Archive for the ‘prog’ Category

Hundred Word Reviews for March 2015, Part 4

Thursday, March 5th, 2015

Prog, jazz, blues: there’s something for most musical tastes in today’s roundup of hundred-word reviews.

Mark Wingfield – Proof of Light
If there’s a common raison d’être among the varied acts signed to Leonardo Pavkovic‘s MoonJune label, it’s to explore the sweet spot at which jazz and rock convene. Wingfield’s disc features a trio format – electric guitar, upright bass and drums – but what you’ll hear suggests the presence of other instruments. Imagine a low-key Joe Satriani with less flash and more of a jazz sensibility — albeit with plenty of skronky electric guitar texture – and you’ll be on the path to what this all-instrumental sounds like. The arrangements are subtle, but listen closely and there’s a lot going on.

Winter in Eden – Court of Conscience
Just when I finish a piece in which I assert that there are pretty much no women in prog, along comes this disc, by a UK symphonic progressive act. Soaring Mellotron-sounding keyboards (on the “choir” setting) are met by thundering bass lines, and the requisite tricky time signature work from the drummer. Lots of sonic light and shade means that graceful piano lines are met by crushing, edge-of-metal arrangements. The one-sheet tells us that the band is popular at “various Femme Metal Festivals.” That such a thing exists is news to me. A worthy purchase for fans of the genre.

Mississippi Heat – Warning Shot
I’m always a little guarded when I stumble across an album that sports of a picture of a really large band. It makes me think of those terrible horror-metal bands like Slipknot: does it take nine people to make that sound? To be fair, while the Warning Shot credits list thirteen players, the photo only shows seven. What we have here is traditional, Chicago-styled electric blues with harmonica and vocals out front. Nothing new, really, but then “new” isn’t what most people want from a blues outfit. It swings, and for fans of the harp-through-the-Green-Bullet vibe, it’s just the ticket.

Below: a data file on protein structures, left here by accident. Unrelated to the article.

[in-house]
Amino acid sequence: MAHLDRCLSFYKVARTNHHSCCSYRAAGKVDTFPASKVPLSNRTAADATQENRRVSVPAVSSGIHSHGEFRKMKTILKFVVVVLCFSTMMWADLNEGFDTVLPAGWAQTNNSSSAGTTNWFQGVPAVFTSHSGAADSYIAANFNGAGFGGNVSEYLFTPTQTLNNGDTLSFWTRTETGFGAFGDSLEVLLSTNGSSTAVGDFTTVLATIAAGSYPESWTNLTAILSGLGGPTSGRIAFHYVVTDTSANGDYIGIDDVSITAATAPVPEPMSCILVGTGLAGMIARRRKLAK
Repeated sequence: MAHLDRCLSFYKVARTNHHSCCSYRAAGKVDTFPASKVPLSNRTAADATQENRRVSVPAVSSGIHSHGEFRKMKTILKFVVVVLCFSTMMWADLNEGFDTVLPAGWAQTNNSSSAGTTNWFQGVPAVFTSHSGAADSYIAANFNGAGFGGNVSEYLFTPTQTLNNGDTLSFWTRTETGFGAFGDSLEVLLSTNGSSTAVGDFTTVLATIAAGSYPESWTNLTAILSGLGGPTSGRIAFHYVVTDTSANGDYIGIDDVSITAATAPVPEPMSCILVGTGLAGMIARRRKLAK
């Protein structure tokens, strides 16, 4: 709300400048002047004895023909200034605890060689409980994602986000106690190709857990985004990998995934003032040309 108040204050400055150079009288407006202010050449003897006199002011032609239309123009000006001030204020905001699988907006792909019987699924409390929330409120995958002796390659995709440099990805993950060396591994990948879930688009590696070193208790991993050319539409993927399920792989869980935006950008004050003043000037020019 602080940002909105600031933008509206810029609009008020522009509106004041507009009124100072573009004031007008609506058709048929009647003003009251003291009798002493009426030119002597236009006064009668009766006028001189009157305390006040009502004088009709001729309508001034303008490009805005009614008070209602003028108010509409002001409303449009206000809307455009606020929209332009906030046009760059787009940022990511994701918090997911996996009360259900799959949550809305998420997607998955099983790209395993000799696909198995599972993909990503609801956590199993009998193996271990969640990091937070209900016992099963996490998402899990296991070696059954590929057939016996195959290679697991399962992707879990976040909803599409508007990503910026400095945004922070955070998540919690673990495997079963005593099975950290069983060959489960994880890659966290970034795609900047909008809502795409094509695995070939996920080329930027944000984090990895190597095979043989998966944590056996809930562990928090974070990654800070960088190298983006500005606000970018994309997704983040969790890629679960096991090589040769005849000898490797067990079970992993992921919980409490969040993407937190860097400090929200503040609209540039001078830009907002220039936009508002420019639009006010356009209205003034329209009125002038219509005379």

Tony Joe White – The Complete Warner Bros. Recordings
The early 70s music scene seems to have been filled with white singers who could traffic in a credible southern soul style. Louisiana-born Tony Joe White was one of the best, often outshining guys like Elvis Presley (no slouch himself). With a style that sometimes sounds very much like Creedence Clearwater Revival fronted by Mark Lindsay, White turned out three fine albums for Warner Brothers. His guitar playing is pretty impressive, too, in an understated rhythm-guitarist kinda way. Nearly every track here is a White original. No “Polk Salad Annie” (that was earlier in his career), but many other gems.

The Soft Machine – Tanglewood Tales
Canterbury legends The Soft Machine are one of the genre’s best-loved groups. With their jazz meets rock aesthetic, they were an early bridge between the then-disparate styles. Their first several albums are legendary, and deserve to be part of every serious music lover’s core collection. The 2CD set Tanglewood Tales, however, is really a for-the-faithful set of rarities, outtakes and other lo-fi oddities from the group’s earliest days. Studio tracks (such as the delightful “Clarence in Wonderland”) are cracked pop that will appeal to fans of Syd Barrett, as long as one can overlook the consistently distracting dodgy sound quality.

This series of hundred-word reviews wraps up tomorrow.

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Hundred Word Reviews for March 2015, Part 3

Wednesday, March 4th, 2015

“Rock” is such an all-encompassing term. It can include speedy punk, gothic rockabilly, krautrock, indie rock, and more. So, too, can a selection of my hundred-word reviews. To wit:

Stuyvesant – Shmyvesant
The cover art suggests pop-punk. The band photo shows husky, middle aged white guys. The music says, “We may be from New Jersey, but we look to Minneapolis for at least some of our inspiration.” Stuyvesant are indeed reminiscent of Hüsker Dü, though Sean Adams‘ voice is a lot higher (but just as expressive) as that of Bob Mould. The band does a lot with a small arsenal of instruments, and there’s plenty of stop/start action to keep the songs from getting samey. Think of it as college rock made by guys who’ve long since left the university. Well worth spinning.

The 69 Cats – Transylvanian Tapes